Project description:BACKGROUND:Daily preexposure prophylaxis (PrEP) is an effective HIV prevention strategy, but adherence is required for maximum benefit. To date, there are no empirically supported PrEP adherence interventions. This article describes the process of developing a PrEP adherence intervention and presents results on its impact on adherence. METHODS:The Partners PrEP Study was a placebo-controlled efficacy trial of daily oral tenofovir and emtricitabine/tenofovir PrEP among uninfected members of HIV-serodiscordant couples. An ancillary adherence study was conducted at 3 study sites in Uganda. Participants with <80% adherence as measured by unannounced pill count received an additional adherence counseling intervention based on Lifesteps, an evidence-based HIV treatment adherence intervention, based on principles of cognitive-behavioral theory. FINDINGS:Of the 1147 HIV-seronegative participants enrolled in the ancillary adherence study, 168 (14.6%) triggered the adherence intervention. Of participants triggering the intervention, 62% were men; median age was 32.5 years. The median number of adherence counseling sessions was 10. Mean adherence during the month before the intervention was 75.7% and increased significantly to 84.1% in the month after the first intervention session (P < 0.001). The most frequently endorsed adherence barriers at session 1 were travel and forgetting. INTERPRETATION:A PrEP adherence intervention was feasible in a clinical trial of PrEP in Uganda and PrEP adherence increased after the intervention. Future research should identify PrEP users with low adherence for enhanced adherence counseling and determine optimal implementation strategies for interventions to maximize PrEP effectiveness.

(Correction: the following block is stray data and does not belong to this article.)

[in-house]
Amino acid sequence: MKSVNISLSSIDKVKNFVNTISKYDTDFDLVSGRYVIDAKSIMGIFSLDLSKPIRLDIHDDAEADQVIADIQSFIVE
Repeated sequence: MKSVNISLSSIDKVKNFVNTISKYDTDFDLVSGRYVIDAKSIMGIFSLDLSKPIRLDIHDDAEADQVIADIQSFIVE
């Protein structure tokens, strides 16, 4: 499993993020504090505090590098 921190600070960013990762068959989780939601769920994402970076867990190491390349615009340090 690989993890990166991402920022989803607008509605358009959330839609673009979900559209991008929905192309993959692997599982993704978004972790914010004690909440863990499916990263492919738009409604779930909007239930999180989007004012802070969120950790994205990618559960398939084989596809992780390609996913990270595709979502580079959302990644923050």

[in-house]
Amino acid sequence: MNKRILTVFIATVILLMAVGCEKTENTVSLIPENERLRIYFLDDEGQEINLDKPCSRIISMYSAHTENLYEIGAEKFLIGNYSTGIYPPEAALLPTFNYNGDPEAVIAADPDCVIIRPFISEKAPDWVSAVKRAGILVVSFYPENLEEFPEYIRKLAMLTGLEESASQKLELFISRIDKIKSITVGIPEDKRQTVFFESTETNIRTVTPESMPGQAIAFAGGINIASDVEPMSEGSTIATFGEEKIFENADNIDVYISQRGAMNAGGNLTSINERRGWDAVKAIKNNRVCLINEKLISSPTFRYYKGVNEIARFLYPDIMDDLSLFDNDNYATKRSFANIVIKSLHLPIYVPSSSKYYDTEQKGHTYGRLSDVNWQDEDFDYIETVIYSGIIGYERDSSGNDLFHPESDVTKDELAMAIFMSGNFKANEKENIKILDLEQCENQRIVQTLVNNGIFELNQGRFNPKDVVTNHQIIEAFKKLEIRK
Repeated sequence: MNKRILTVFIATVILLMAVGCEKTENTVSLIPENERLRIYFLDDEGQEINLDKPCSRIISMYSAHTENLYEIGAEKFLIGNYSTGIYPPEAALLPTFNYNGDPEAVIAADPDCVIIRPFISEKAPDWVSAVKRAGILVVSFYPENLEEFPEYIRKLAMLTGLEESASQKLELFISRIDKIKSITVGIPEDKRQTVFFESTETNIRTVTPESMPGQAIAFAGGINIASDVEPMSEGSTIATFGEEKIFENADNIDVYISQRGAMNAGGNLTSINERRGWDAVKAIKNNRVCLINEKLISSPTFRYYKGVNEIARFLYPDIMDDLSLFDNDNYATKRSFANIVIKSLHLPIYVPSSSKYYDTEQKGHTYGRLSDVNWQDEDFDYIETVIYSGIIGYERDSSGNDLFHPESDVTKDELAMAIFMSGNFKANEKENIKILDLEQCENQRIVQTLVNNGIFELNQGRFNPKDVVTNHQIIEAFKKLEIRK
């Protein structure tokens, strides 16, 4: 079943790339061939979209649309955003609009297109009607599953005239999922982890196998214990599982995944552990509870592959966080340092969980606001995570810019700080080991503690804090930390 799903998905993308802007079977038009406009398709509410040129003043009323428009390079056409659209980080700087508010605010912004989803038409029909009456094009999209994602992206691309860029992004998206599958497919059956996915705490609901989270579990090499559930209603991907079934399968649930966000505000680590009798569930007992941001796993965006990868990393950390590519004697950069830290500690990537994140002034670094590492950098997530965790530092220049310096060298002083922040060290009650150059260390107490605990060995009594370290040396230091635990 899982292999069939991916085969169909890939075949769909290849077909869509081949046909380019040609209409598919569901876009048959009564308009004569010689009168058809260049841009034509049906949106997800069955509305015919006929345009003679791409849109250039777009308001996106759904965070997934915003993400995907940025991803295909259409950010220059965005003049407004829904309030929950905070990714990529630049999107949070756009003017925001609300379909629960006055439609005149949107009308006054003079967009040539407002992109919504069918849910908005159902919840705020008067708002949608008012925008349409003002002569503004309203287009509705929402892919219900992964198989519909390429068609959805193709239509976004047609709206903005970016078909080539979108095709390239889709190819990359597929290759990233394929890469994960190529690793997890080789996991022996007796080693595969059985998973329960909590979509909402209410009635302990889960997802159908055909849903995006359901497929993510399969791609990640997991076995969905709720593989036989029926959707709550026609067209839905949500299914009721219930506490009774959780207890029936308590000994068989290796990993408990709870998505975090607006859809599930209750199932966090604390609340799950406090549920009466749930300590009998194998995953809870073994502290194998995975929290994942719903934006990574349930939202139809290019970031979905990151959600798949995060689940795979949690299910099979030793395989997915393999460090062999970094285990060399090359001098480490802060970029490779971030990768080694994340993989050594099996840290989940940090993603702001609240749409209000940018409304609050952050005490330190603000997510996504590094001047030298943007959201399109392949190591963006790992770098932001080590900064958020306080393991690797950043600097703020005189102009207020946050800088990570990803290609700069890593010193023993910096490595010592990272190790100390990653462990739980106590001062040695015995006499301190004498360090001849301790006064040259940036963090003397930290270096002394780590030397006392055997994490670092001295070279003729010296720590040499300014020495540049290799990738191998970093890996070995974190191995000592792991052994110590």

Project description:BACKGROUND:Adherence to pre-exposure prophylaxis (PrEP) is critical for efficacy. Antiretroviral concentrations are an objective measure of PrEP use and correlate with efficacy. Understanding patterns and correlates of drug detection can identify populations at risk for nonadherence and inform design of PrEP adherence interventions. METHODS:Blood antiretroviral concentrations were assessed among active arm participants in iPrEx, a randomized placebo-controlled trial of emtricitabine/tenofovir in men who have sex with men and transgender women in 6 countries. We evaluated rates and correlates of drug detection among a random sample of 470 participants at week 8 and a longitudinal cohort of 303 participants through 72 weeks of follow-up. RESULTS:Overall, 55% of participants (95% confidence interval: 49 to 60) tested at week 8 had drug detected. Drug detection was associated with older age and varied by study site. In longitudinal analysis, 31% never had drug detected, 30% always had drug detected, and 39% had an inconsistent pattern. Overall detection rates declined over time. Drug detection at some or all visits was associated with older age, indices of sexual risk, including condomless receptive anal sex, and responding "don't know" to a question about belief of PrEP efficacy (0-10 scale). CONCLUSIONS:Distinct patterns of study product use were identified, with a significant proportion demonstrating no drug detection at any visit. Research literacy may explain greater drug detection among populations having greater research experience, such as older men who have sex with men in the United States. Greater drug detection among those reporting highest risk sexual practices is expected to increase the impact and cost-effectiveness of PrEP.